Anthony J. Pennings, PhD


The Cyberpunk Genre as Social and Technological Analysis

Posted on | August 13, 2018 | No Comments

I once taught a Freshman seminar at New York University in Information System Management (ISM). The course was introductory and only two credits so I felt we needed a focused, yet comprehensive set of analytical concepts to shape our discussions and assignments about ISM in the modern world. I decided to use the “cyberpunk” genre (a subgenre of science fiction) to look at the relationship between current digital technologies and the types of societies they were engendering.

Frances Bonner’s “Separate Development: Cyberpunk in Film and TV” in Fiction 2000: Cyberpunk and the Future of the Narrative HAL-ICON(1992) pointed to cyberpunk’s “…frenetic pace, the excess of information, the inverted millenarianism (figured especially in various forms of decay) and the concentration on computers, corporations, crime, and corporeality–the four C’s of cyberpunk film plotting.”[1] All four “C’s” were integral components of the “Cy-Fi” literary classics such as Philip K. Dick’s Do Androids Dream of Electric Sheep (1968) and William Gibson’s Neuromancer (1984) as well as films such as Blade Runner, The Matrix and the Terminator series.

Interestingly, cyberpunk has since gone mainstream and produced major blockbuster movies. Tony Stark, in the Ironman series, for example, certainly embodies corporeality with the Ironman exoskeleton, the corporation with Stark Industries, and computers with networked augmented reality. Its villainy indicts several sources including disgruntled Russians and aliens – not standard cyberpunk icons but an indication of the expansion of the genre towards “cy-fi” – cyberfictions. More recently, The Ghost in the Shell (2017) starring Scarlett Johansson reprised the anime classic by the same name. Created by Shirow Masamune, it became an animated movie in 1995.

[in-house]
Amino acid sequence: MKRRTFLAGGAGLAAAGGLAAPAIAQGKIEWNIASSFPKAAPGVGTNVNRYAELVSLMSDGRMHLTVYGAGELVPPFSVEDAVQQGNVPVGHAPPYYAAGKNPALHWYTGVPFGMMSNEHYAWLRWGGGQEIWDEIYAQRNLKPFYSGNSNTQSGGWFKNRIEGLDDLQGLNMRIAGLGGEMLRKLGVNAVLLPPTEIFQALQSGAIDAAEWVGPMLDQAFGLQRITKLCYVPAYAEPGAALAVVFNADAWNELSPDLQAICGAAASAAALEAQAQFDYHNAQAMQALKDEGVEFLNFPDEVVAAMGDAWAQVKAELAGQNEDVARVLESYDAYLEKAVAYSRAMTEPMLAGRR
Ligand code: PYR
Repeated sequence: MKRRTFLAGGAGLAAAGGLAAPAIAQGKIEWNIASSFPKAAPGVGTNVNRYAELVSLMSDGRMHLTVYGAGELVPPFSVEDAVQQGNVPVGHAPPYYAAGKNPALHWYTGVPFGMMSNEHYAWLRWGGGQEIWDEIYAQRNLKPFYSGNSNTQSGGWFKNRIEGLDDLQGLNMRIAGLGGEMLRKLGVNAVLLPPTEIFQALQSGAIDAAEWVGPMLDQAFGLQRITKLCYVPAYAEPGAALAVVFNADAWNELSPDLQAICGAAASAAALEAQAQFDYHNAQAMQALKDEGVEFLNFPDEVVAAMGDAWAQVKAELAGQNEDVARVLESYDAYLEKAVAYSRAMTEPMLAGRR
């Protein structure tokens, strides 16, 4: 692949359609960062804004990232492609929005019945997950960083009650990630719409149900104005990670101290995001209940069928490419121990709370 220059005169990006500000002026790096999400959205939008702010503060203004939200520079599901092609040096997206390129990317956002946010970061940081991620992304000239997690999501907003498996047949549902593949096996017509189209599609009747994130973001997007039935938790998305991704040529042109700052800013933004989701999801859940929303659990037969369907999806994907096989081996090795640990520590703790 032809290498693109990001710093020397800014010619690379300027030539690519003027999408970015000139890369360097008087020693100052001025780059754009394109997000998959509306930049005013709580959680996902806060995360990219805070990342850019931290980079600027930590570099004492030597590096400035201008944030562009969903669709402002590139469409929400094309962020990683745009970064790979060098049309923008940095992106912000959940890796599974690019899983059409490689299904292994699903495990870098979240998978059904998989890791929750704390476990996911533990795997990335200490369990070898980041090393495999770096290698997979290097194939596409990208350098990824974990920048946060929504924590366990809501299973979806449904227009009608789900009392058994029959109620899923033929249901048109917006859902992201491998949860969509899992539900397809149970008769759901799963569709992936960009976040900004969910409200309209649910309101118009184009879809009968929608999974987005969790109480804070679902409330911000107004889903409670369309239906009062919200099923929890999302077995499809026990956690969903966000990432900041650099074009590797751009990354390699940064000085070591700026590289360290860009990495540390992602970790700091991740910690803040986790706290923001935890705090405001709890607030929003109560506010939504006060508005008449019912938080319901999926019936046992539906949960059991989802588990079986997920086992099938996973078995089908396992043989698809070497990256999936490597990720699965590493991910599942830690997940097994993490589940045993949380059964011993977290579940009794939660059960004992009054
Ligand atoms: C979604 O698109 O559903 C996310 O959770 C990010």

Let’s discuss the 4 “C’s” in more detail:

Computers could easily be replaced with “cyberspace” as the combination of digital processing and networked communications provides a convenient point of departure for an analysis of contemporary cybersocieties. ColussusComputers initially appeared in literary productions as large, dominant “brains”, such as the giant computer in Colossus: The Forbin Project (1970) or HAL 9000 in 2001: A Space Odyssey (1968), no doubt based on the SAGE computers built by IBM and MIT as a North American hemispheric defense system. By the 1980s, the network capabilities added new dimensions and thus plot devices. War Games (1983) drew on the history of the large mainframe computer (Whoppr) used for nuclear defense purposes but also introduced home terminals and a networked environment. Cyberspace soon competed with science fiction’s interstellar rocket-ship as the dominant literary icon.

Cyberspace is still often used to refer to realm of electronic communication. It usually refers to data stored in a large computer or network represented as a three-dimensional model through which a virtual-reality user can move. It is represented through graphics, keyboards, textboxes, and human-computer interfaces.

Corporations are organizations with limited liability. Investors are protected to amount of their investments and not liable for negligence or criminal conduct. They are designed to maximize profits for their investors and often with the ability to raise capital by selling shares to the public. Corporations often have a legal status as “artificial persons,” which gives them rights equal to citizens. This peculiar status emerged because of a legal decision called Santa Clara County v. Southern Pacific Railroad that applied the 14th Amendment to corporations. This amendment to the United States Constitution was originally designed to secure rights for the recently freed slaves.